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Auteur Maury, O.; Poggiale, J.-C.
Titre From individuals to populations to communities: A dynamic energy budget model of marine ecosystem size-spectrum including life history diversity Type Article scientifique
Année 2013 Publication Revue Abrégée Journal of Theoretical Biology
Volume 324 Numéro Pages 52-71
Mots-Clés biodiversity; Dynamic Energy Budget theory; predation; Schooling; Size spectrum
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Notes <p>\textbackslashtextlessp\textbackslashtextgreaterIndividual metabolism, predator–prey relationships, and the role of biodiversity are major factors underlying the dynamics of food webs and their response to environmental variability. Despite their crucial, complementary and interacting influences, they are usually not considered simultaneously in current marine ecosystem models. In an attempt to fill this gap and determine if these factors and their interaction are sufficient to allow realistic community structure and dynamics to emerge, we formulate a mathematical model of the size-structured dynamics of marine communities which integrates mechanistically individual, population and community levels. The model represents the transfer of energy generated in both time and size by an infinite number of interacting fish species spanning from very small to very large species. It is based on standard individual level assumptions of the Dynamic Energy Budget theory (DEB) as well as important ecological processes such as opportunistic size-based predation and competition for food. Resting on the inter-specific body-size scaling relationships of the DEB theory, the diversity of life-history traits (i.e. biodiversity) is explicitly integrated. The stationary solutions of the model as well as the transient solutions arising when environmental signals (e.g. variability of primary production and temperature) propagate through the ecosystem are studied using numerical simulations. It is shown that in the absence of density-dependent feedback processes, the model exhibits unstable oscillations. Density-dependent schooling probability and schooling-dependent predatory and disease mortalities are proposed to be important stabilizing factors allowing stationary solutions to be reached. At the community level, the shape and slope of the obtained quasi-linear stationary spectrum matches well with empirical studies. When oscillations of primary production are simulated, the model predicts that the variability propagates along the spectrum in a given frequency-dependent size range before decreasing for larger sizes. At the species level, the simulations show that small and large species dominate the community successively (small species being more abundant at small sizes and large species being more abundant at large sizes) and that the total biomass of a species decreases with its maximal size which again corroborates empirical studies. Our results indicate that the simultaneous consideration of individual growth and reproduction, size-structured trophic interactions, the diversity of life-history traits and a density-dependent stabilizing process allow realistic community structure and dynamics to emerge without any arbitrary prescription. As a logical consequence of our model construction and a basis for future studies, we define the function Φ as the relative contribution of each species to the total biomass of the ecosystem, for any given size. We argue that this function is a measure of the functional role of biodiversity characterizing the impact of the structure of the community (its species composition) on its function (the relative proportions of losses, dissipation and biological work).\textbackslashtextless/p\textbackslashtextgreater</p> Approuvé pas de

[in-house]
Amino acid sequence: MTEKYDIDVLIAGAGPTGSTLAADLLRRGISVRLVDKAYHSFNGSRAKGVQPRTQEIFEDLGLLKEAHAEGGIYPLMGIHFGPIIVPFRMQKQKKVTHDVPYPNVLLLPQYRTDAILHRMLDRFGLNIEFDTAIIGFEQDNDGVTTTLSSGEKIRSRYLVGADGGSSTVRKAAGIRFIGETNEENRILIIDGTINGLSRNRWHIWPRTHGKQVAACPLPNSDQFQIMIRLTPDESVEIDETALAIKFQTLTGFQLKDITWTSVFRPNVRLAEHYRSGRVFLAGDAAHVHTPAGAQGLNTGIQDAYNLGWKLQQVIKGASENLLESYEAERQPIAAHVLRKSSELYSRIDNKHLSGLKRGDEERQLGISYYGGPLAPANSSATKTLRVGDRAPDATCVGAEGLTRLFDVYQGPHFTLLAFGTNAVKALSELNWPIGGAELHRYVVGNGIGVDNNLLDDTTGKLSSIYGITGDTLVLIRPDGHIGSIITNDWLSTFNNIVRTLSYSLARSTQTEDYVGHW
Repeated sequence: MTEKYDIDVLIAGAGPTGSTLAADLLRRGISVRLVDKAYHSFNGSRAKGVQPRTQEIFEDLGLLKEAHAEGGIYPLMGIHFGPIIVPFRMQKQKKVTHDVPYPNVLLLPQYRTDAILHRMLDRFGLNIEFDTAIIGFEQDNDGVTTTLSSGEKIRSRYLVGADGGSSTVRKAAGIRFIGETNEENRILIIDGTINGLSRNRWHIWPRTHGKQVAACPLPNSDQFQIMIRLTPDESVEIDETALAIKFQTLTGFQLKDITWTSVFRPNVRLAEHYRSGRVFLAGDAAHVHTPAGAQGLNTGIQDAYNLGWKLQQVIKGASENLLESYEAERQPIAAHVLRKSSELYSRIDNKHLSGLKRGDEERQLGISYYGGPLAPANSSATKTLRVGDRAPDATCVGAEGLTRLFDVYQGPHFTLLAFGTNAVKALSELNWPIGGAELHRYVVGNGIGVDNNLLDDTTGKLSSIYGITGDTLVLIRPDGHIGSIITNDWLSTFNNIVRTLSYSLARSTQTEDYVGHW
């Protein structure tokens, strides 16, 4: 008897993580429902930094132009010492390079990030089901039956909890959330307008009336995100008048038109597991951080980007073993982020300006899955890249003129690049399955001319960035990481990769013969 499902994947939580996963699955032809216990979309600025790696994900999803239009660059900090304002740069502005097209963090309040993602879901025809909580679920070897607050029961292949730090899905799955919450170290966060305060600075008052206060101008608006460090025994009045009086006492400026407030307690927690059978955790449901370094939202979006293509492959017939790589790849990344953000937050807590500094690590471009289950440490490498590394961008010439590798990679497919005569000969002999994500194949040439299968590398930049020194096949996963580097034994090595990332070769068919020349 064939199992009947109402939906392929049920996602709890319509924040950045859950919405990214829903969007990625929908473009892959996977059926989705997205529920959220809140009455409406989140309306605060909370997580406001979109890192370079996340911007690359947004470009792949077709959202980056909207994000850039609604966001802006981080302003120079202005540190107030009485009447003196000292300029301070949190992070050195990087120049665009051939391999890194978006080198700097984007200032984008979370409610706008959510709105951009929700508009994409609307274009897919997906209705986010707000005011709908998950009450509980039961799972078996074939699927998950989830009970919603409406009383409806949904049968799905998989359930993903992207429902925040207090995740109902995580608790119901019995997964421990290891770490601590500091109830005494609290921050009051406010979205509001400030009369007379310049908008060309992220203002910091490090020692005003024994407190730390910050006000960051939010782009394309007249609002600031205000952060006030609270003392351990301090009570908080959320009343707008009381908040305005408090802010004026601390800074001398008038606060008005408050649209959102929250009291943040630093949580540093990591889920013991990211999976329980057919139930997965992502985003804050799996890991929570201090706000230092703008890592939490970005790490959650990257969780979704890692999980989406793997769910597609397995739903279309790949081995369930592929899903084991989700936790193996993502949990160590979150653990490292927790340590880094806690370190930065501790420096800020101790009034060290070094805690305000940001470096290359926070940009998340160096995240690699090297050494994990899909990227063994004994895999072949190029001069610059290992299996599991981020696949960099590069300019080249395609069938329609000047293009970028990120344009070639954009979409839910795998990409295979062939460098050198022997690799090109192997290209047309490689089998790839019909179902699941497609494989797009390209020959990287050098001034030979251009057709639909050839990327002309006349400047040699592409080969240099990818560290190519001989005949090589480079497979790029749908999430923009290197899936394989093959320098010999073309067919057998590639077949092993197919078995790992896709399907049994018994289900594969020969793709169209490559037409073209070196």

Numéro d'Appel LL @ pixluser @ collection 245
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Auteur Auguet, J.C.; Casamayor, E.O.
Titre A hotspot for cold crenarchaeota in the neuston of high mountain lakes Type Article scientifique
Année 2008 Publication Revue Abrégée Environ Microbiol
Volume 10 Numéro 4 Pages 1080-1086
Mots-Clés 16S/genetics Spain *Water Microbiology; Archaeal/genetics RNA; Biodiversity Crenarchaeota/*classification/genetics/*isolation & purification Fresh Water/*microbiology In Situ Hybridization; Fluorescence Indoles Phylogeny RNA; Ribosomal